It was mid-day when a bright and cheerful golden retriever pranced into our homemade clinic in Apex, Nunavut, happy to see everyone and everything. He was a familiar face to most, being the puppy of one of our hosts. The clinic was bustling, brimming with people and animals alike; the four veterinary students were chasing uncompleted tasks around the room like loose dogs — which were fortunately absent in the literal sense. Fast paced though it was, our spirits were soaring on our first day of clinics, and a visit from the friendly golden pup only improved our mood. As I grabbed some vaccines from the center table, I overheard our hostess telling one of the vets that the pup had gotten into some stuff at home and needed to be forced to throw it up. The other students had drawn near with interest as she began to tell us what happened
Normally deterred from entering the downstairs living room by a gate, the pup had managed to get past it that morning and had found himself in the gloriously new and exciting location of one of our bedrooms (a sense of alarm crept up my throat as I hastily tried to recall if I’d shut my door that morning). When our hostess had arrived home for lunch, there was an impressive amount of yarn strewn over the living room, up the stairs, and trailing to her own bedroom a floor above. She had gathered the yarn up and placed it in the living room, where she then noticed a bottle of pills open and chewed, scattered amongst the colourful strands. As the knitter of the group, I knew the yarn was mine, and I began to feel queasy, much like our fuzzy friend who had just received a dose of medication to encourage him to vomit. Rightfully concerned that the puppy had ingested some human pharmaceuticals, our hostess brought him to the clinic right away, where – thankfully—we were successful in purging his stomach of the products of his morning adventure. Once the puppy was relieved of his stomach contents and our hostess had departed with him, we all met one another’s eyes apprehensively, wondering what exactly we were going to arrive home to that evening. Fortunately, the concern was fleeting as the four of us dove back into the hectic day of surgeries and appointments.
It was a late in the evening, around 10:30, by the time we left the clinic. As we ambled into the entrance of our hostess’ home, quietly exchanging thoughts on how the day went, I had nearly forgotten what was waiting for us in the living room. When I walked through the door, a wave of shock went through me at the sight of it: what used to be four beautiful rainbow skeins of yarn was now an indistinguishable mess, jumbled into a twisty colourful maze on the floor of the living room, trapping various chewed items in its wildly entangled tentacles. I could feel my classmates glancing in my direction, gauging my reaction, as I willed myself to remove the hopeless expression I knew I must have been wearing. We all stood frozen, still in our scrubs, until someone grabbed a garbage bag and began to eliminate the unsalvageable. When only the yarn remained, the four of us stood silently and still like statues around the pile of it, my spirits sinking lower as I wistfully envisioned the sweater it might have turned into.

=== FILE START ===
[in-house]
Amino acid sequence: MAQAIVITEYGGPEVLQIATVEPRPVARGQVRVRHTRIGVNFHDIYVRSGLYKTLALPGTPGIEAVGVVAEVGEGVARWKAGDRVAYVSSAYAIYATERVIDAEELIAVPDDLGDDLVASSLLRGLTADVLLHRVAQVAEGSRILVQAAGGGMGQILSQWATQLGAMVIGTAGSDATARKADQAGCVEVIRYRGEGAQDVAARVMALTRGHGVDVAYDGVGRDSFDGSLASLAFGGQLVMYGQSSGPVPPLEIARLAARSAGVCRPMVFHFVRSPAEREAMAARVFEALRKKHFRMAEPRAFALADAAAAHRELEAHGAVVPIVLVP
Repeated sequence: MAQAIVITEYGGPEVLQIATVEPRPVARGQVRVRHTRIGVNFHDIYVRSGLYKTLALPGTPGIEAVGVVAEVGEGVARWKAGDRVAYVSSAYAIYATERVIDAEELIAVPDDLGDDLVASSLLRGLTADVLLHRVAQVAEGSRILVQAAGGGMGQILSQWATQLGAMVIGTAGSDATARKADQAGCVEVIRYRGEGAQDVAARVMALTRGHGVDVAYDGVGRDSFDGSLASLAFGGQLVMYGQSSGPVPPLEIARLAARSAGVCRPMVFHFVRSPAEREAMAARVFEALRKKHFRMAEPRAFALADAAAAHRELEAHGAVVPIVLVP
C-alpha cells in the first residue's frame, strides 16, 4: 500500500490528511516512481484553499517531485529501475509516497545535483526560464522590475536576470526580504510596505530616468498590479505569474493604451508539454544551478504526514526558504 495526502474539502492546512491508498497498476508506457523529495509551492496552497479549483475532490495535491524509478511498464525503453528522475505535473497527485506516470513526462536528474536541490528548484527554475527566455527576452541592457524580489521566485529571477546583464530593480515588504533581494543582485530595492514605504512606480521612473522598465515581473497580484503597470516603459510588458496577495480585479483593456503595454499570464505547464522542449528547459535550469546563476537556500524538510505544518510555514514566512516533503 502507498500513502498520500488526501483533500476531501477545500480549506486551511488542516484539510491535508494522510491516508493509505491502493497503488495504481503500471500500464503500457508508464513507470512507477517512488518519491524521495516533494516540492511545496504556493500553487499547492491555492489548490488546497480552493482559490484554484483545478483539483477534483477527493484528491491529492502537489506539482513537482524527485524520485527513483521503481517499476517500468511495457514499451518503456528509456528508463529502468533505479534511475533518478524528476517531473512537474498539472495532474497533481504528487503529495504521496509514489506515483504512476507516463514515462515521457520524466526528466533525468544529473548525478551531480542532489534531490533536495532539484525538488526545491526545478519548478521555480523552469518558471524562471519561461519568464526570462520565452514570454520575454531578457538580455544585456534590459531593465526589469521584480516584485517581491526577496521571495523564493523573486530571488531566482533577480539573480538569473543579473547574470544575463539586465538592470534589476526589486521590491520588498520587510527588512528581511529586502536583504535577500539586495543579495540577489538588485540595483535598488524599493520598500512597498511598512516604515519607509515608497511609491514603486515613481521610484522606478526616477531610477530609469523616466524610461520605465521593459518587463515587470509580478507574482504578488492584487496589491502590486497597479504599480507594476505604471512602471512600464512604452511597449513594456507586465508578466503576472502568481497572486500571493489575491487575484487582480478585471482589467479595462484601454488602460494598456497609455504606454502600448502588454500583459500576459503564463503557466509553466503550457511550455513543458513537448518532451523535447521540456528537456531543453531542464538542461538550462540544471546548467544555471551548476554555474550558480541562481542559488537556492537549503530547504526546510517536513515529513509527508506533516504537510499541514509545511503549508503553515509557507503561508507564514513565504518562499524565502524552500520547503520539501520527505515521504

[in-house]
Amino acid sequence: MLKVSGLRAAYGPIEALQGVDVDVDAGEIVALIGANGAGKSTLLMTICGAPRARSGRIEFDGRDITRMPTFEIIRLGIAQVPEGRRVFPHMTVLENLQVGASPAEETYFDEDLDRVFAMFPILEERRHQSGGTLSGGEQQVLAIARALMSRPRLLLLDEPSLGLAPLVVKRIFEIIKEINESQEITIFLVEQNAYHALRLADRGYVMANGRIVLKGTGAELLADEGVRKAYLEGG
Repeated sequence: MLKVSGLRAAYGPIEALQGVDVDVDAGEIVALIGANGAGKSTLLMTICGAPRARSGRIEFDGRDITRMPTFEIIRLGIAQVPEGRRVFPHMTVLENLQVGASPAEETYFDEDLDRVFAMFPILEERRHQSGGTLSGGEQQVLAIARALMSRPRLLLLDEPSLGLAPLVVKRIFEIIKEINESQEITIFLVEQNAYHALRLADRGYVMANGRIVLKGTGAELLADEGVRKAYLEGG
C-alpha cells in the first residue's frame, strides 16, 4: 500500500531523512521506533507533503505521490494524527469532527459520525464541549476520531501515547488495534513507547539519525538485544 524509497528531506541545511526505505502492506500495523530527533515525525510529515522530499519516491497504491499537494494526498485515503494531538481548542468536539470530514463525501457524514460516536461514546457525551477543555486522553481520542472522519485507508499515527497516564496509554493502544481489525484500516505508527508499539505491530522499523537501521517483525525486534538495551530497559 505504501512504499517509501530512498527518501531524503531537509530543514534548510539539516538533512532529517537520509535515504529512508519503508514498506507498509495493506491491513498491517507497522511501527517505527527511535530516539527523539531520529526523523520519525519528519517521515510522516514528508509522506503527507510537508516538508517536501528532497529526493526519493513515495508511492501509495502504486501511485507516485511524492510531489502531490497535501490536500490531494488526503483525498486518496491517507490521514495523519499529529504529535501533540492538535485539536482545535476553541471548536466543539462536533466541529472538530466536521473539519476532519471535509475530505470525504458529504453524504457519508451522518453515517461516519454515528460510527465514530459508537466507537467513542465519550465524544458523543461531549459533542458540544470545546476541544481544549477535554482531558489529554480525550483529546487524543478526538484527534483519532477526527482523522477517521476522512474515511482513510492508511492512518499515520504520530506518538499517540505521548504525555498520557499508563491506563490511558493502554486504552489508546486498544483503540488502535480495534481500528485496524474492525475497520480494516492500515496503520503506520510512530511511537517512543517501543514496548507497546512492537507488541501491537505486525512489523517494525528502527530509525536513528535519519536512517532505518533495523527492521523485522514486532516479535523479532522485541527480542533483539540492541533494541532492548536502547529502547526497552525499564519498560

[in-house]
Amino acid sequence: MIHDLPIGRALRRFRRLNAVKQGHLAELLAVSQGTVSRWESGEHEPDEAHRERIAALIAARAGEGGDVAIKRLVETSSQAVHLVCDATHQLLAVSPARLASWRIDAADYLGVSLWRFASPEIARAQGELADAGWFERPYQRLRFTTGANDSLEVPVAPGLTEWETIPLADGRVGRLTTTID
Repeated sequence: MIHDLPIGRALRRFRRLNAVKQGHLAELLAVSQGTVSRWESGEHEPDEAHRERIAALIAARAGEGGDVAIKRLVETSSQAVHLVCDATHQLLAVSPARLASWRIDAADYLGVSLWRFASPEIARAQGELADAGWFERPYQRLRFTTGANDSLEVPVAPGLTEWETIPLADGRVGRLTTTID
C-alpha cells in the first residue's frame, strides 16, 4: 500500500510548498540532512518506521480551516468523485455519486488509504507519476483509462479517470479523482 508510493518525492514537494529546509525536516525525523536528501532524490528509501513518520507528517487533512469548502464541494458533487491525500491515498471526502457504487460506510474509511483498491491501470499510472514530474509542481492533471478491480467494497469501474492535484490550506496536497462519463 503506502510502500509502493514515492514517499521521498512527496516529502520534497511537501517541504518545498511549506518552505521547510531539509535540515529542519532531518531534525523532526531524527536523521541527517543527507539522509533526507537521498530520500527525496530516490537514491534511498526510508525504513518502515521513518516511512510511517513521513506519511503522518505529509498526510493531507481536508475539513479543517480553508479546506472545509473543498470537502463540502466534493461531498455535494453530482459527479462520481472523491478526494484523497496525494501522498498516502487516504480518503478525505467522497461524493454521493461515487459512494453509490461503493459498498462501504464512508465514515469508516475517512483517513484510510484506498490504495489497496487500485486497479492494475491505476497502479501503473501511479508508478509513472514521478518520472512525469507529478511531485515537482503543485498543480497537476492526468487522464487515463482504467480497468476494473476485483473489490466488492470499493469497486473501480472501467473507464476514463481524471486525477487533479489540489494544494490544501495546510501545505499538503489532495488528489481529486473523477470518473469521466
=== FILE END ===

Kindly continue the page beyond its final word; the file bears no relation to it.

And then something incredible happened.
One by one my classmates sat down cross-legged on the floor and began to navigate the yarn. As the last of my classmates planted herself on the living room carpet, I protested that it was far too late in the night and said that in no way did I expect them to stay up and tackle this. But nobody said anything. In response they simply started rolling the ends of yarn they had found into the tiny beginnings of balls. I remained standing for a moment, though my legs wobbled as I took in what was happening. Here were my classmates – having just spent an exhausting day at the clinic, going to get up in less than seven hours to do it all again, and only just beginning to get to know me – here they were all sitting there, all helping me, all without ever being asked. A wave of gratitude washed over me as I dropped down to join them. Teamwork had shone brilliantly not once, but twice today.
There are some bonds in life that happen quietly, happen in a way you would never have imagined, and there were many moments in the hours we spent chasing rainbow strands that I felt something kind of magical happening. By the end of the trip, I had four good-as-new balls of yarn, and three incredibly kind new friends…who can all expect something rather woolly for Christmas.
Vanessa Gerber, AVC 2017, traveled to Iqaluit in 2016 as one of the student participants on the Chinook Project. As part of the experience, the students craft various pieces of reflective writing. This is one of Vanessa’s pieces.